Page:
So after that pleasant hour we hit the road again, still headed outward from home, but by now realizing we were never going to make Renmark before we had to turn around and point Lola toward Adelaide...

The road takes you to Banrock Station ... world famous not merely for its fine wines but also for its wetlands, and the globe-wide conservation work they do. Proceeds from Banrock Station wine sales fund ecological projects in every corner of the world -- including Alaska, where they funded a "fish ladder" at Ship Creek, Anchorage. That's a kind of step-way of pools up which migrating salmon can leap to get upriver....

A hint of the story is given on their wine label (perfectly readable here, if you view this picture at larger size), and for a lot more of the story, see their website, which is a treat in itself. The work they do is amazing, and we buy their wines preferentially, since you're actually donating to the work every time you do.

Banrock Station's cafe is situated on the side of the building facing into the recently-rescued wetlands, and the views are superb ... like the coffee and cake. They also have a full-bore restaurant menu, and this would be a terrific place to stop for a meal, if you were staying in the area. Alas, we were only passing through with far, far to go, so we indulged in the aforementioned coffee and cake, and then hit the bitumen again.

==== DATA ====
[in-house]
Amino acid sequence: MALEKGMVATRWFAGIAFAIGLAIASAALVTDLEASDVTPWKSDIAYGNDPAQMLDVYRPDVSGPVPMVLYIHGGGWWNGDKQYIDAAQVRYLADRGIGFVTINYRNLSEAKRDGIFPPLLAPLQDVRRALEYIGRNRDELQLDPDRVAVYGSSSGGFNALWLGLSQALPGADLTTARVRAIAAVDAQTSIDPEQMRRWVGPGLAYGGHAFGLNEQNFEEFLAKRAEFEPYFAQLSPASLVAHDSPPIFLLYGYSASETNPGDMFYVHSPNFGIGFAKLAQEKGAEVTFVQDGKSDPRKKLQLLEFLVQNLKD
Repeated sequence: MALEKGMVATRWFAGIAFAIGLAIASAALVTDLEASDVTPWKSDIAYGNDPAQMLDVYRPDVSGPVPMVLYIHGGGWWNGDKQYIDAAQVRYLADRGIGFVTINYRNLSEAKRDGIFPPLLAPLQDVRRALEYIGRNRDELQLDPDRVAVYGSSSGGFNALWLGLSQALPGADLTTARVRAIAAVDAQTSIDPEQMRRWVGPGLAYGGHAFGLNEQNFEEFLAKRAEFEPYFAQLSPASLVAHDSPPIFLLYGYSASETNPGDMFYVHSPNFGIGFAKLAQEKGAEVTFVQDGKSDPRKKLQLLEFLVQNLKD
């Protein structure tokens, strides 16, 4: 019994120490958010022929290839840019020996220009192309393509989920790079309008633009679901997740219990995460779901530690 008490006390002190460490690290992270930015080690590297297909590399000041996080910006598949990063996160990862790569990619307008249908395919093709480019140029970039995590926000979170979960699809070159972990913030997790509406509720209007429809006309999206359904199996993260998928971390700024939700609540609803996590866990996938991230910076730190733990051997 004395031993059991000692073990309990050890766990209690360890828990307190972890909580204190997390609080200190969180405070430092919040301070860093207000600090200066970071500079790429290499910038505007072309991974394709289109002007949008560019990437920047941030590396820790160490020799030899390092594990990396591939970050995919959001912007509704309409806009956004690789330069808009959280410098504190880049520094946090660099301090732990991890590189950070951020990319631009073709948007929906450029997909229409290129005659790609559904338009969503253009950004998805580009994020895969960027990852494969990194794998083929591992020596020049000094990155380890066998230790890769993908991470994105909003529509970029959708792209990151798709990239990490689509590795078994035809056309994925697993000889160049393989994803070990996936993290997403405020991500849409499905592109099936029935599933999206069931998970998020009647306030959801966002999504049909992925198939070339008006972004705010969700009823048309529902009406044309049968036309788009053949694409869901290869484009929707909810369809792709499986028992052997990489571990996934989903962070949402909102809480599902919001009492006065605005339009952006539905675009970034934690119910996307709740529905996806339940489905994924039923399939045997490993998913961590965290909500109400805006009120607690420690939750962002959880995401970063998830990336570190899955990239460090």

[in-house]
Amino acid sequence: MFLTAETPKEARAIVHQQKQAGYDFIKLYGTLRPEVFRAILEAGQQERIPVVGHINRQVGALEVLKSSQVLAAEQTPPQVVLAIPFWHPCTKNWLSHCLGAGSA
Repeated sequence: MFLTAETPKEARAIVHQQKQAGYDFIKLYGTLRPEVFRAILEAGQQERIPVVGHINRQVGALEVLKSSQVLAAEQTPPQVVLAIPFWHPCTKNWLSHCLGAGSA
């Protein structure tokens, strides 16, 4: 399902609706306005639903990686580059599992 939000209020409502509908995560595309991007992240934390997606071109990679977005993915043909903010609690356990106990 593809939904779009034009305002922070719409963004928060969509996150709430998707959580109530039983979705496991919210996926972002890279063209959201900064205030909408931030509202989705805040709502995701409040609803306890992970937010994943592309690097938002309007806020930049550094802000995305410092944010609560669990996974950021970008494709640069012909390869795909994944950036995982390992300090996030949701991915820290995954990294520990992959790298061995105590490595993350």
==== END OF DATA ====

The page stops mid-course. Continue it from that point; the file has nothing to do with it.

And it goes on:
Next stop was Lake Bonney, which looked broodingly spectacular in falling light, complete with pelicans galore. We stopped on the shore for a stretch of the legs and a bathroom break, and by this time we were also on the lookout for a handy gas station.

The time had almost come to turn back for Adelaide, because it's a long, long drive. We knew Berri was juuust about as far as we could go ... would love to spend several days in this region. The head-for-home decision came at the huge gas station in the next town up the road -- Loxton; and the end of the 2014 road trip will appear in the next post.